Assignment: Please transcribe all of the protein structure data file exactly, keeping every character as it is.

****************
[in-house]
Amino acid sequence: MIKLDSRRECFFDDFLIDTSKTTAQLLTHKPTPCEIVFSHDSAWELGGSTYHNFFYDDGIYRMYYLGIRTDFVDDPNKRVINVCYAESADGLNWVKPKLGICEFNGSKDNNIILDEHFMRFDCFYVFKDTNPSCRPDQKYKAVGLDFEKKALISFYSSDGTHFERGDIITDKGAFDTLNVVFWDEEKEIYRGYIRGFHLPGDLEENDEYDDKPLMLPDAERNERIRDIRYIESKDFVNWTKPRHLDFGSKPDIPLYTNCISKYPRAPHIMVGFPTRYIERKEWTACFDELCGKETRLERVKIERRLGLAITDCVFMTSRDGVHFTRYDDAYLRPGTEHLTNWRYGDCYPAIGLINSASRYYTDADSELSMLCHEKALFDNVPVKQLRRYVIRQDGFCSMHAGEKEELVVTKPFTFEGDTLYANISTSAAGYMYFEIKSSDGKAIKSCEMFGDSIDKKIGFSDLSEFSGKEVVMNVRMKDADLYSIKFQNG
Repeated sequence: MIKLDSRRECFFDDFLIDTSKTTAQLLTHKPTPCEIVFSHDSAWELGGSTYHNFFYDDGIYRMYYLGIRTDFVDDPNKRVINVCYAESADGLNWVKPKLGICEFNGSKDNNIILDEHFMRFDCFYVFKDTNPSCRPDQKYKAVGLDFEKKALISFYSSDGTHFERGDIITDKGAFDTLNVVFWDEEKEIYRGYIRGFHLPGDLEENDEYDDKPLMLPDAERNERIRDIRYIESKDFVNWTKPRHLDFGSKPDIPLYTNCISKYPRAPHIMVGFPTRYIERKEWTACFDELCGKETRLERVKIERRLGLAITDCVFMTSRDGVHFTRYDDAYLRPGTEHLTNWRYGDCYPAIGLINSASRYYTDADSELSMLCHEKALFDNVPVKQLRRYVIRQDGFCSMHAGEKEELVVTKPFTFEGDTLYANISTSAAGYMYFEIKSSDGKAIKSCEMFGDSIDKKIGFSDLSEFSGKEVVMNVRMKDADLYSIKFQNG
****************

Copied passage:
[in-house]
Amino acid sequence: MIKLDSRRECFFDDFLIDTSKTTAQLLTHKPTPCEIVFSHDSAWELGGSTYHNFFYDDGIYRMYYLGIRTDFVDDPNKRVINVCYAESADGLNWVKPKLGICEFNGSKDNNIILDEHFMRFDCFYVFKDTNPSCRPDQKYKAVGLDFEKKALISFYSSDGTHFERGDIITDKGAFDTLNVVFWDEEKEIYRGYIRGFHLPGDLEENDEYDDKPLMLPDAERNERIRDIRYIESKDFVNWTKPRHLDFGSKPDIPLYTNCISKYPRAPHIMVGFPTRYIERKEWTACFDELCGKETRLERVKIERRLGLAITDCVFMTSRDGVHFTRYDDAYLRPGTEHLTNWRYGDCYPAIGLINSASRYYTDADSELSMLCHEKALFDNVPVKQLRRYVIRQDGFCSMHAGEKEELVVTKPFTFEGDTLYANISTSAAGYMYFEIKSSDGKAIKSCEMFGDSIDKKIGFSDLSEFSGKEVVMNVRMKDADLYSIKFQNG
Repeated sequence: MIKLDSRRECFFDDFLIDTSKTTAQLLTHKPTPCEIVFSHDSAWELGGSTYHNFFYDDGIYRMYYLGIRTDFVDDPNKRVINVCYAESADGLNWVKPKLGICEFNGSKDNNIILDEHFMRFDCFYVFKDTNPSCRPDQKYKAVGLDFEKKALISFYSSDGTHFERGDIITDKGAFDTLNVVFWDEEKEIYRGYIRGFHLPGDLEENDEYDDKPLMLPDAERNERIRDIRYIESKDFVNWTKPRHLDFGSKPDIPLYTNCISKYPRAPHIMVGFPTRYIERKEWTACFDELCGKETRLERVKIERRLGLAITDCVFMTSRDGVHFTRYDDAYLRPGTEHLTNWRYGDCYPAIGLINSASRYYTDADSELSMLCHEKALFDNVPVKQLRRYVIRQDGFCSMHAGEKEELVVTKPFTFEGDTLYANISTSAAGYMYFEIKSSDGKAIKSCEMFGDSIDKKIGFSDLSEFSGKEVVMNVRMKDADLYSIKFQNG